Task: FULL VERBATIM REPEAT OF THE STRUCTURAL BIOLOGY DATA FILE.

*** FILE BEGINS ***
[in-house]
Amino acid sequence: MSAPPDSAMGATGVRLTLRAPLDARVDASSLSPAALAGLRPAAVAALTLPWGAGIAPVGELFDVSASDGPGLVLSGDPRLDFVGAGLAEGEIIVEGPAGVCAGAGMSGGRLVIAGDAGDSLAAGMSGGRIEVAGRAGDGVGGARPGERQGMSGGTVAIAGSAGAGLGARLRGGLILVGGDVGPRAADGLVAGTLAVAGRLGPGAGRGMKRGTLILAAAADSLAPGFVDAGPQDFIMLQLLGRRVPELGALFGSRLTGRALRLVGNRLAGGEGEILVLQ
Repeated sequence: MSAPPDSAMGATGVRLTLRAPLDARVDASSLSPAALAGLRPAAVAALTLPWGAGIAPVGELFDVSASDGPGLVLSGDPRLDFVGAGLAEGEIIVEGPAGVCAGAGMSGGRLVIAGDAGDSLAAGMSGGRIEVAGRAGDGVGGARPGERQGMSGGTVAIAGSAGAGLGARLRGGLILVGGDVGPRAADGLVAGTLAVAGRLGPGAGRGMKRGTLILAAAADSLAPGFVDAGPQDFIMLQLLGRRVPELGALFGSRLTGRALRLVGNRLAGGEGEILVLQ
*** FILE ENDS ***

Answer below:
[in-house]
Amino acid sequence: MSAPPDSAMGATGVRLTLRAPLDARVDASSLSPAALAGLRPAAVAALTLPWGAGIAPVGELFDVSASDGPGLVLSGDPRLDFVGAGLAEGEIIVEGPAGVCAGAGMSGGRLVIAGDAGDSLAAGMSGGRIEVAGRAGDGVGGARPGERQGMSGGTVAIAGSAGAGLGARLRGGLILVGGDVGPRAADGLVAGTLAVAGRLGPGAGRGMKRGTLILAAAADSLAPGFVDAGPQDFIMLQLLGRRVPELGALFGSRLTGRALRLVGNRLAGGEGEILVLQ
Repeated sequence: MSAPPDSAMGATGVRLTLRAPLDARVDASSLSPAALAGLRPAAVAALTLPWGAGIAPVGELFDVSASDGPGLVLSGDPRLDFVGAGLAEGEIIVEGPAGVCAGAGMSGGRLVIAGDAGDSLAAGMSGGRIEVAGRAGDGVGGARPGERQGMSGGTVAIAGSAGAGLGARLRGGLILVGGDVGPRAADGLVAGTLAVAGRLGPGAGRGMKRGTLILAAAADSLAPGFVDAGPQDFIMLQLLGRRVPELGALFGSRLTGRALRLVGNRLAGGEGEILVLQ